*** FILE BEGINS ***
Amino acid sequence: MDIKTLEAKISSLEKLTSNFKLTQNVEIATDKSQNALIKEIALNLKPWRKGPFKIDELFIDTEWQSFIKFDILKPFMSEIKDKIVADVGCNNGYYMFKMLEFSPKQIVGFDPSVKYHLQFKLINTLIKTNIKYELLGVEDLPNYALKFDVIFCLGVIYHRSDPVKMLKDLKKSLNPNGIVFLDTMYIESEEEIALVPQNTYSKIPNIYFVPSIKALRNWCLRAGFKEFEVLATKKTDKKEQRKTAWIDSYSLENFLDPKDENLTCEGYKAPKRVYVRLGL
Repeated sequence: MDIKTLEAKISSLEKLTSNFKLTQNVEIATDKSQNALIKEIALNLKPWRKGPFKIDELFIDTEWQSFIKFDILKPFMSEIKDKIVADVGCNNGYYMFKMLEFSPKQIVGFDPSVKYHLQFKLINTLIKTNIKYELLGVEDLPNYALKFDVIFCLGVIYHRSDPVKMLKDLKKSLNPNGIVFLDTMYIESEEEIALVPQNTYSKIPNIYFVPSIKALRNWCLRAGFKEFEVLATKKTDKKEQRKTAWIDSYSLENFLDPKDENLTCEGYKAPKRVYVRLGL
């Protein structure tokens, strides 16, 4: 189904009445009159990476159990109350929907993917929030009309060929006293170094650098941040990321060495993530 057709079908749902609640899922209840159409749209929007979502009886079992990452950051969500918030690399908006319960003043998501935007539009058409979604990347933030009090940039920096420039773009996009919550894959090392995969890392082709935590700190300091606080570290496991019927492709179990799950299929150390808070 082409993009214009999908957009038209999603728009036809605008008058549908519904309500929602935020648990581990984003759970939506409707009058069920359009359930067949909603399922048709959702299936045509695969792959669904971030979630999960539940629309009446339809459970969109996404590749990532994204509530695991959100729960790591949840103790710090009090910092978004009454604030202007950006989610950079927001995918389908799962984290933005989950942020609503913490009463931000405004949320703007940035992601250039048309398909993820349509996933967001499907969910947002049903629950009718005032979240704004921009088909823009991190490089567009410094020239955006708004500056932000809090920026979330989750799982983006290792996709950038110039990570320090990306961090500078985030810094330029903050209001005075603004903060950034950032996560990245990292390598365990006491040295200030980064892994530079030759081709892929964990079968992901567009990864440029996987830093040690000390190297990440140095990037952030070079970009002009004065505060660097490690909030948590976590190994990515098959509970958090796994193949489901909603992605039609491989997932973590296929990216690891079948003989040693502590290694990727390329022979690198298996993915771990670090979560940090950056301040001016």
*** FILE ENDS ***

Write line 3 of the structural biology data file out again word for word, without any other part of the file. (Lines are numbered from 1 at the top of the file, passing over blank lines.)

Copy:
């Protein structure tokens, strides 16, 4: 189904009445009159990476159990109350929907993917929030009309060929006293170094650098941040990321060495993530 057709079908749902609640899922209840159409749209929007979502009886079992990452950051969500918030690399908006319960003043998501935007539009058409979604990347933030009090940039920096420039773009996009919550894959090392995969890392082709935590700190300091606080570290496991019927492709179990799950299929150390808070 082409993009214009999908957009038209999603728009036809605008008058549908519904309500929602935020648990581990984003759970939506409707009058069920359009359930067949909603399922048709959702299936045509695969792959669904971030979630999960539940629309009446339809459970969109996404590749990532994204509530695991959100729960790591949840103790710090009090910092978004009454604030202007950006989610950079927001995918389908799962984290933005989950942020609503913490009463931000405004949320703007940035992601250039048309398909993820349509996933967001499907969910947002049903629950009718005032979240704004921009088909823009991190490089567009410094020239955006708004500056932000809090920026979330989750799982983006290792996709950038110039990570320090990306961090500078985030810094330029903050209001005075603004903060950034950032996560990245990292390598365990006491040295200030980064892994530079030759081709892929964990079968992901567009990864440029996987830093040690000390190297990440140095990037952030070079970009002009004065505060660097490690909030948590976590190994990515098959509970958090796994193949489901909603992605039609491989997932973590296929990216690891079948003989040693502590290694990727390329022979690198298996993915771990670090979560940090950056301040001016």